A disquieting new chapter in Hugo Chavez’s ongoing battle with cancer emerged today, as the Venezuelan leader announced that he would be forced to return to Cuba for further treatment. There’s little surprise that Chavez remains sick, but his health situation must be very grim: Chavez has actually named a successor to carry out the remainder of his revolution, the widely liked Vice President Nicolas Maduro.
Both his supporters and the opposition have quickly lashed onto El Comandante’s deteriorating condition as a political tool. The stakes are high, as Chavez has done little to groom either Maduro or the national party bosses for independently managed rule. Any coalition that survives Chavez’s potential death or retirement will be under intense pressure to prove that they can maintain the pace of reforms while avoiding a backslide into oligarchy and economic stagnation.
Chavez remains one of the most domestically popular leaders in the world; after 14 years in office, the hardy socialist was able to handily beat opposition leader Henrique Capriles Radonski earlier this year by a comfortable 54-44% margin. Despite a lot of rancor from mostly non-Venezuelan critics, there’s little question the elections were fair and represent the will of the country: turnout stood at an astonishing 80.4% of the electorate. Mandates like that are hard to come by.
His reforms have been marked by stunning drops in Venezuelan poverty levels as much as its record inflation. Under Chavez, Venezuela reduced the portion of its population living in extreme poverty from a horrific 29.8% in 2003 to 6.8% in 2011. The overall poverty index has more than halved, falling from 49% to 24.2% from the start of Chavez’s rule to 2009.
It is impossible to analyze Chavez’s presidency without considering that upon his assumption of leadership in 1998, Venezuela was one of the poorest countries in the world. As the nonpartisan Center for Economic and Policy Research noted, the fall in the Gini coefficient from 2002 to 2008 “gave Venezuela the least unequal distribution of income in Latin America.” He’s managed to do this all without really challenging the nation’s singular dependence on oil revenues, a testament to how disastrous and extractive foreign control of Venezuelan oil was for the country.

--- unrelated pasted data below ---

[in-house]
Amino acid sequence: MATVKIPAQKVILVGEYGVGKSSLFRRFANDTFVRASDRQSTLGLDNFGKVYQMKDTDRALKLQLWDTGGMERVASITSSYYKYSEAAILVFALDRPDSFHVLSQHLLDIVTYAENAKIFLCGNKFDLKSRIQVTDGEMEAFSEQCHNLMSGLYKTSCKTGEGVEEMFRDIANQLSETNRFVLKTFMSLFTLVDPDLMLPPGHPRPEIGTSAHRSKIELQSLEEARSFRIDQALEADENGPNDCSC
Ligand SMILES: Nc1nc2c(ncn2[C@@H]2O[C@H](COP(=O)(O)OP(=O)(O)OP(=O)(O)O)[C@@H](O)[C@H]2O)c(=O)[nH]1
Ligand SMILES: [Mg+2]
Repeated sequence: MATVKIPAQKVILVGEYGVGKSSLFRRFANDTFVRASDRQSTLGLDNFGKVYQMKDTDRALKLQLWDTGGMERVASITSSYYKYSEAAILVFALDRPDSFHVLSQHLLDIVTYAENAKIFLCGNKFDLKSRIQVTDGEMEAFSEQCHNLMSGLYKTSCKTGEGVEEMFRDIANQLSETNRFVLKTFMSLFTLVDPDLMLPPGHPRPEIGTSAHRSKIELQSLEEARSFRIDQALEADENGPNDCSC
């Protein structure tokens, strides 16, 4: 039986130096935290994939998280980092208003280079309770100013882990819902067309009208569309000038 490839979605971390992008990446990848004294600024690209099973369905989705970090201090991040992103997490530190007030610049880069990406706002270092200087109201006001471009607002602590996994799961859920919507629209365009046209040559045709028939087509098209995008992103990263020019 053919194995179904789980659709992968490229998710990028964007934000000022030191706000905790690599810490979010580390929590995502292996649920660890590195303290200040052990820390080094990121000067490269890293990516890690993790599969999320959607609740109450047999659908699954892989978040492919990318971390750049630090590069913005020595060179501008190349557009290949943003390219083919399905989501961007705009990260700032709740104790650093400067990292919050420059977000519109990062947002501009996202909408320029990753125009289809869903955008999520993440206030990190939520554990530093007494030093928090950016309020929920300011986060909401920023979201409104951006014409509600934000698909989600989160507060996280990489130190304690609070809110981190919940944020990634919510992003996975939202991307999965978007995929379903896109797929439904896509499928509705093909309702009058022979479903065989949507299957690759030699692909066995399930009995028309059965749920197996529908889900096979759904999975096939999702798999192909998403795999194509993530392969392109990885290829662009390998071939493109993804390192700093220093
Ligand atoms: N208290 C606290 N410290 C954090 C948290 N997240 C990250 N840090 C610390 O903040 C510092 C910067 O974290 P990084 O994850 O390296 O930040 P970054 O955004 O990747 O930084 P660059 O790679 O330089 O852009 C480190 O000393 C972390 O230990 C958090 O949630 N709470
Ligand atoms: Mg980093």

The government’s popularity depends in large part on Chavez, who styles himself a bluff, nationalistic economic everyman under whose rule Venezuela has “snapped the tradition of subservience that characterized the nation for decades.” His followers, the Chavistas, are among the most intensely devoted in the world.
It has also allowed his regime to use a heavy hand in suppressing the opposition — some truly awful things have happened to Venezuelans who disagree with Chavez. A former judge, Maria Lourdes Afiuni, claims to have been unlawfully detained then raped in prison after ordering the release of a businessman under the guidance of the United Nations. Even Noam Chomsky, normally an inveterate champion of the Venezuelan regime, issued a petition calling for her release.
The opposition, primarily backed by the country’s centrist elites, has not been able to capitalize on the government’s excesses and abuses because of their self-imposed isolation and inability to articulate a viable alternative for Venezuela. With reforms so popular among the nation’s underclass, they have little to offer to voters. Venezuelan academic Javier Biardeau says, “the opposition has failed to make a counterproposal to be discussed with the nation, a fact that signals their total lack of interest in holding a true debate ... the terrible habit within opposition circles of characterizing the government as an ‘authoritarian democracy’ creates a grey area that cancels out the possibility of creating a constructive opposition that contributes to society.”
Maduro has been a forceful advocate for Chavez’s policies, but it remains to be seen whether anyone can maintain and manage a movement built with so much passion for one man. Chavez’s announcement raises a specter of doubt as to whether he will even survive until his scheduled inauguration on January 10. The biggest obstacle to Venezuela’s future may Chavez’s consolidation of his own power — with potentially scant time to prepare a new generation of leadership, much will depend on whether voters will continue to ignore the failings of Chavez’s administration in the absence of what Reuters calls the “intense emotional connection” to its leader.
Maduro seems poised to succeed Chavez in any case; in a televised address on Saturday, the presidente said that “it is my firm opinion, my complete and irrevocable opinion, that under this scenario, you should all vote for Nicolas.”